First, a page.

From Clayton, Georgia:
Head out of downtown South on old Hwy 441. Pass through Tiger, and go about 2.4 more miles. When you see the National Forest sign for Stonewall Falls on the left and The Clayton-Rabun County Water Authority building on the right, hang a right onto the gravel road past the building. You'll have to drive in a mile or two along the gravel road, which is washed out and rutted in places. Continue until you reach a pretty obvious parking lot. You will have already passed the trailhead for White Twister about a quarter mile back on the left (as you come in).
Coming from the South on the current US 441, Hang a left on W. Boggs Mountain Rd., and then another left onto old US 441. You'll reach the turn (mentioned above) very shortly.
Click here for the Google Maps location.
|White Twister Trailhead|
From the parking lot, head back down the rutted hill and hang a left at the bottom, going back the way you drove in. Very quickly the trailhead for White Twister will appear on your right with a nice wooden sign marking the trailhead. Make a right onto the trail. For the entire course of the singletrack, there are no turns to be made--just follow the trail!
After emerging from the trail 4 or so miles later, hang a right on the gravel forest road, and then in about a half a mile hang a left back up the short, washed out hill to the parking lot.
Jim Parham's Off the Beaten Track: North Georgia is a good guide to this route, and the National Geographic map #778 also includes this trail.
All About the Trail
After reading Jim Parham's rave review of this trail, describing it as "a roller coaster for your bike," I was very excited to get out and ride it! Unfortunately, at the time I visited it (July 10th, 2010), White Twister was anything but exciting.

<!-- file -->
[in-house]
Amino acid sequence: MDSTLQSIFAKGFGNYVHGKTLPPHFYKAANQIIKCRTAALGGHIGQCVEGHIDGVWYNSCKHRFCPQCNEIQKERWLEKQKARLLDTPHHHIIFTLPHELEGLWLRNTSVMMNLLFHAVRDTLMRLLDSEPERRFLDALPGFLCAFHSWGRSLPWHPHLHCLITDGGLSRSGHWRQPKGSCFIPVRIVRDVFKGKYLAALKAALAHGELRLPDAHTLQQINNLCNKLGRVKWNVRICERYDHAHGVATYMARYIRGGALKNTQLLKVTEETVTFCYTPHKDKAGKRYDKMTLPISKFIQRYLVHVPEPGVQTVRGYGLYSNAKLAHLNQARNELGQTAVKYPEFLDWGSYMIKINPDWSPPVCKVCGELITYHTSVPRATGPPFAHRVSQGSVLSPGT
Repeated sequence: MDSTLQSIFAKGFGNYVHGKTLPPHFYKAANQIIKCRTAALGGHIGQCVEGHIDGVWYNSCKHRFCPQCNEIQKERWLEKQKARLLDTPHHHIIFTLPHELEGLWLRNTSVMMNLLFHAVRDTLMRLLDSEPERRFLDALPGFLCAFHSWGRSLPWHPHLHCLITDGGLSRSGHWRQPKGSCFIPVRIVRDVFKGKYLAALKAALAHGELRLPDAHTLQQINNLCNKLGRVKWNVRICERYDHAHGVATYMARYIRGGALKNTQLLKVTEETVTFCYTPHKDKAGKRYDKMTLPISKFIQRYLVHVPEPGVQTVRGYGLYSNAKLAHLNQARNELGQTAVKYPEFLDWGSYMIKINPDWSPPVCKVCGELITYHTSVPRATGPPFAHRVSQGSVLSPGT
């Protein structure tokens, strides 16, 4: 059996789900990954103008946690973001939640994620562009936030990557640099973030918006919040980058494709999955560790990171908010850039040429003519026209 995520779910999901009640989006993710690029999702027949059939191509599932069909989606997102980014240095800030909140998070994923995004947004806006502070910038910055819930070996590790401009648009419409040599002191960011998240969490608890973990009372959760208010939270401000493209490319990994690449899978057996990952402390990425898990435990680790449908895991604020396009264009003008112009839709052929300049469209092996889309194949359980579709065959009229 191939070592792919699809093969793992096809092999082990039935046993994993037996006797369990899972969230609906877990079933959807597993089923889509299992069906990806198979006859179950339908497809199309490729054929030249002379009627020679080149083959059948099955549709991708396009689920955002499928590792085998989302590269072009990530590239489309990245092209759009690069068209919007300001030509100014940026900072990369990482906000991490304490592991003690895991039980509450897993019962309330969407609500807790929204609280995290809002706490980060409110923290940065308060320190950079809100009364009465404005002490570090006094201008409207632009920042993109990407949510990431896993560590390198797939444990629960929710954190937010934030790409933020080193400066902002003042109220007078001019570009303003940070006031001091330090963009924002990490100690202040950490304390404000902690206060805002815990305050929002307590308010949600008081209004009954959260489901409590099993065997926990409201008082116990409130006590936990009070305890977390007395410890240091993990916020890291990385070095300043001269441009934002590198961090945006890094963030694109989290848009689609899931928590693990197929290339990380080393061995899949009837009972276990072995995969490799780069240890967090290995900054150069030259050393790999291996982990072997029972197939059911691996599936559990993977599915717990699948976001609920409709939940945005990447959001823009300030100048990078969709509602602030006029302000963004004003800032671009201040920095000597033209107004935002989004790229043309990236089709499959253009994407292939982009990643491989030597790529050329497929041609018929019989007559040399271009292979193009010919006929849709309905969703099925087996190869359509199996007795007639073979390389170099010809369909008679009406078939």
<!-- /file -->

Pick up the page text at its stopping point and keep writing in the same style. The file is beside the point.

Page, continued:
When I rode this trail, downed trees where everywhere. Normally, I expect there to be a downed tree or two in every epic mountain bike ride, especially around here in the Southeast. However, the situation on White Twister was hideous. It felt like I had to dismount literally every hundred yards to hoist my bike over a tree, or to scramble under a series of branches. There had been a serious storm in the area only two nights before, and it is possible that some of the trees had come down in that storm. But after having to dismount countless times over this short 4.5 mile trail, I was quite sure that there was more than just one storm to blame.
Underneath all of the downed trees and the undergrowth that has sprung up in the absence of a forest canopy is a truly remarkable trail. I was sad that I wasn't able to experience the true flow of it all due to having to dismount so often, but from the well-constructed switchbacks and fortified bench cut trail, I could tell that White Twister had been a true labor of love. Hopefully one day all of the mess will be cleaned up and White Twister's true colors will shine again. When that time comes, expect to see me making the trek back to Clayton to ride this trail again!
This trail isn't worth your time until some serious maintenance is done. Instead, visit White Twister's epic neighbor, Stonewall Falls.
Your turn: Please weigh in with your thoughts on trail maintenance below. Is the mountain biking population in the area just very small and not capable of handling maintenance of one out of two of their local trails, or what is going on?